We already know that what is happening is bad — it doesn't take a rocket scientist to understand that legislation infringing on abortion rights is a problem — but the issue of how bad it really is might be up for debate. The stance that we are in danger of full-out pre-Roe conditions might actually be conservative, which is a terrifying thought. Roe hasn't come and been begged to stay; it's already gone.
Yes, conditions in the United States are clearly better than they were pre-Roe. Many patients can still access abortions, and the number of deaths associated with illegal abortion isn't in any way comparable to the thousands who died in the '50s and '60s. In fact, the CDC reports that it doesn't know of any illegal-abortion-related deaths between 2011 and 2014. In part, that's because better antibiotics and patient care are available to help people suffering complications from illegal abortions gone wrong.
But it's hard to argue with the results from Texas. That's just one state; how many others face the same situation? A perfect storm is gathering, and the stage is set for us to see radical changes. If Roe isn't respected in one state, it's possible for every other state to argue that it doesn't apply to them, either. The issue isn't necessarily whether Roe is in a state of erosion, but whether the new cases hitting the Supreme Court can affirm abortion rights, reiterating what the court said in 1973. Roe is still a valuable and important part of U.S. case law, but when laws aren't upheld, they lose their punch.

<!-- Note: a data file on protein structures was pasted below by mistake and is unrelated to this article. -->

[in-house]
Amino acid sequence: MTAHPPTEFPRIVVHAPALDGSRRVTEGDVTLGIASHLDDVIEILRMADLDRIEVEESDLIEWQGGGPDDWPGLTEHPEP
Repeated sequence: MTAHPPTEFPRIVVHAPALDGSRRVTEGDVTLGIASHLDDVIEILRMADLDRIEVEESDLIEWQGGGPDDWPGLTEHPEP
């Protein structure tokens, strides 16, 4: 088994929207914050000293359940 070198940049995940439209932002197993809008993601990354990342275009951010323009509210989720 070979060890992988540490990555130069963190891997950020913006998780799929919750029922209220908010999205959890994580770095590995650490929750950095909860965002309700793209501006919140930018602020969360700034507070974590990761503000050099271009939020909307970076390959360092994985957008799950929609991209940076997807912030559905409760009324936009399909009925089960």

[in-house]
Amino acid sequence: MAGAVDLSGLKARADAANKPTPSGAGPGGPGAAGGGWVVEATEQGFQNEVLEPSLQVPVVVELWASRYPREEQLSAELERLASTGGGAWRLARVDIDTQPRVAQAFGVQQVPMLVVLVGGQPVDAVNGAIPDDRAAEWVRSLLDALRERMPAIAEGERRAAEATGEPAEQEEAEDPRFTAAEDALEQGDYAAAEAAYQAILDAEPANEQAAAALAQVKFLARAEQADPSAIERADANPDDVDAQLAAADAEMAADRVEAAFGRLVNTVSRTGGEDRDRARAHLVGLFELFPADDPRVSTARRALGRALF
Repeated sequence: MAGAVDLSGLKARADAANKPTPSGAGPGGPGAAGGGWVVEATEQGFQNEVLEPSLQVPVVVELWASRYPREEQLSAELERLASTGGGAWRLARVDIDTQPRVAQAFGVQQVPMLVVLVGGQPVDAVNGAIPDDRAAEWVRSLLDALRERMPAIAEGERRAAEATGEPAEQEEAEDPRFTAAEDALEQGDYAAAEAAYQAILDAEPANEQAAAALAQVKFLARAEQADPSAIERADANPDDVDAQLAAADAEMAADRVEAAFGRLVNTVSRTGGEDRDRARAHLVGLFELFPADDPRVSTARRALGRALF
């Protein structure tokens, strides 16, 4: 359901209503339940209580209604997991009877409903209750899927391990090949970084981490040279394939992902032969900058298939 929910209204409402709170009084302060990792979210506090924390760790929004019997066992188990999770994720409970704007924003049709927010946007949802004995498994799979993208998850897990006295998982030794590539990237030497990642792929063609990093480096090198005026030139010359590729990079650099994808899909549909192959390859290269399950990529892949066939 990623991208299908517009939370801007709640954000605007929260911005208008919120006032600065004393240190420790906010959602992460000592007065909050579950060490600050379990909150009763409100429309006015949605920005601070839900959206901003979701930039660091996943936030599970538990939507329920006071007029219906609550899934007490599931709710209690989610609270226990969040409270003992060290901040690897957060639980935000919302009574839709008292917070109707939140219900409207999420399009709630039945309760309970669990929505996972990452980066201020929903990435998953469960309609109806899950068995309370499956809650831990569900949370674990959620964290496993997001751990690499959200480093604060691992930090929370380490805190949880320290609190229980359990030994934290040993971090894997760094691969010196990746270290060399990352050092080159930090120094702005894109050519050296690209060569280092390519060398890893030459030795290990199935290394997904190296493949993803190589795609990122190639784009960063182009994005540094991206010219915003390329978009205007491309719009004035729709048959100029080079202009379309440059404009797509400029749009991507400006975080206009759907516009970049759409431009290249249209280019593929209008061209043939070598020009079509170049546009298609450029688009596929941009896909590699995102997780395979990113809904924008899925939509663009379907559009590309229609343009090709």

This doesn't mean that we've lost or that we should give up, however. As long as there are people who need abortions — which there always will be, though better public health initiatives and better access to reproductive care would likely reduce their numbers — it's critical to fight for access. For the possibly hundreds of thousands of Texas patients endangering themselves, for the growing number of pregnant teens in the South, for mothers who know that their families would be better served by recognizing that now is not the time for another child.
What does that fight look like when these things are being decided by judicial bodies and in seemingly inaccessible houses of legislature? It means contributing to groups that will be submitting amicus briefs in cases like these: Planned Parenthood, the ACLU, the Center for Reproductive Rights, NARAL, and the Southern Poverty Law Center. You might not be a high-powered attorney with years of experience in the field, but you can help an organization hire one. (And if you are, go you!)
It means writing your legislators to firmly state your opinion on proposed bills. Find your Congressperson here, and your Senator here. Do the same for your state representatives and senators. Also, keep an eye on what's up at your State House as well as at Congress, so you don't find out about legislation when it's already escaped committee and hit the floor — you can search their website with keywords like "abortion" to find legislation in Committee or slated for debate and voting.
It means voting, and participating in "get out the vote" campaigns, and educating friends, family, and anyone you can pin down long enough about which candidates have a good voting record on reproductive rights (many state Planned Parenthoods maintain report cards, like this one in New York). It means taking to the streets to tell the world that you want your right to medical privacy restored — or that you stand in solidarity with people demanding that right, even if you can't get pregnant yourself.
It means never surrendering.
Image: Steve Rhodes /Flickr